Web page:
Punishment Was Swift and Cruel in Ancient China

Because of the criminal element, the streets of ancient China were not always safe. To combat this, the punishment had to be swift and act as a deterrent to would-be criminals. As we mentioned, any trials that criminals endured were quickly decided without the opportunity to defend themselves. Afterward, the punishments came, and the victim’s age or gender didn’t sway the magistrate’s decision.

The brutality of the Chinese criminal system was shocking but compelling. Often, Chinese authorities resorted to painful physical and mental punishments that left even the most hardened criminals begging for death. Some of these punishments include:

  • Slow Drip Torture – this was a very slow, sometimes painful, and mentally destabilizing form of torture. The incessant and regular water dropping never stopped, and it got worse. It’s not clear why officials did this, but sometimes the drops would contain acid. The acid would slowly burn through the skin and into the brain; the victim would eventually go insane.
  • Maiming – ancient Chinese would also torture their criminals in other ways like branding with hot irons and amputating limbs or genitals. Slicing off one’s nose without an anesthetic was a common punishment that even had a character in their language.
  • Cangue – this was a large wooden collar placed around the necks of offenders. In addition, the criminal would have to wear the cangue, which could weigh depending on the severity of their crimes. A list of their past crimes would be attached to the wooden collar most of the time.
  • Beatings – this was probably the most common form of punishment. For example, offenders could be whipped with bamboo rods or canes. The number of blows would also depend on the severity of the crime. After heavy beatings, death was all too common.
  • Neck Tower – this was a very tall and narrow tower that the offender would be locked inside. The criminal’s hands and feet were shackled, and they could only stand on a tower of rocks. Each day, someone removed one or two stones, and before long, the offender died of strangulation.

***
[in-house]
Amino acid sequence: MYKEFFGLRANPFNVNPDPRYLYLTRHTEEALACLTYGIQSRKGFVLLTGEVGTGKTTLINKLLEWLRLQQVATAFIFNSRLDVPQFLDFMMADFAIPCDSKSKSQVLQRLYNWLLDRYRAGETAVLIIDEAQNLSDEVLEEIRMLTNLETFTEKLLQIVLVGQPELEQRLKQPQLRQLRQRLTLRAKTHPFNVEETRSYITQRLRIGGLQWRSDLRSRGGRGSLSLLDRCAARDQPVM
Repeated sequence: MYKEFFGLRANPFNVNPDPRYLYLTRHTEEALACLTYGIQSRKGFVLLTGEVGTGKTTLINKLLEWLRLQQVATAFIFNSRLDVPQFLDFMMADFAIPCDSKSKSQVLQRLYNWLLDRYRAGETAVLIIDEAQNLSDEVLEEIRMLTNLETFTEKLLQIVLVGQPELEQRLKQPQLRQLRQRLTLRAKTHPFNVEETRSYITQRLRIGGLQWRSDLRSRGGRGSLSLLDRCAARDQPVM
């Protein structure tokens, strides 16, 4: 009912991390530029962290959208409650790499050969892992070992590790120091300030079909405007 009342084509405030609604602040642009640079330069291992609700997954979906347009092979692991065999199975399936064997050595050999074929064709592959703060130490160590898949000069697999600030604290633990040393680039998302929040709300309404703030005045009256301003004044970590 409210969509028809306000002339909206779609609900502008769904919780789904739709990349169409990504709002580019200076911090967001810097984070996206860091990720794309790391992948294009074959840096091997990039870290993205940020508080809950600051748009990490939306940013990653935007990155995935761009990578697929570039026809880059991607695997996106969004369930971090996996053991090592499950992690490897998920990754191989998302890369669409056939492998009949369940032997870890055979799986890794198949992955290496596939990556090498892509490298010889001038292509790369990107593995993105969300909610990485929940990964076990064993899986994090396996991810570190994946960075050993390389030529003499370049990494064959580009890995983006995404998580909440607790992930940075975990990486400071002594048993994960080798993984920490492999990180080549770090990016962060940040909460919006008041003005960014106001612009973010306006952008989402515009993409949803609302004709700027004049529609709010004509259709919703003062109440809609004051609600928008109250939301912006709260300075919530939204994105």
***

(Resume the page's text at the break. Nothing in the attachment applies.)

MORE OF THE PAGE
• Death By a Thousand Cuts – this was a long and painful form of execution reserved for the most severe crimes. The criminal would be tied to a post, and authorities cut incisions on their body. The punishment involved flaying pieces of skin, removing muscles, and even body parts to maximize the pain. The sentence kept the organs functioning and ranged from 8 to 120 cuts. 

Conclusion

The ancient Chinese judicial system was brutal and didn’t discriminate against offenders. Instead, the punishments were creative and designed to be as painful as possible to act as a deterrent for crime and create subordinate citizens. While some of these punishments may seem barbaric by today’s standards, they were considered adequate.

While most of these punishments ended around 1912 during the foundation of the Republic, China’s historical roots still act as the foundation for its modern-day judicial system. Although the methods may have changed, the Chinese government still demands absolute authority and look unfavorably at citizens who question or challenge the lawmakers.

Modern Chinese citizens are hesitant to express themselves openly or actively question their government out of fear of repercussions. Even today, China’s history of torture and punishment keeps its citizens in line and reminds them of the consequences of disobedience.

Leave a Comment

Your email address will not be published.

Scroll to Top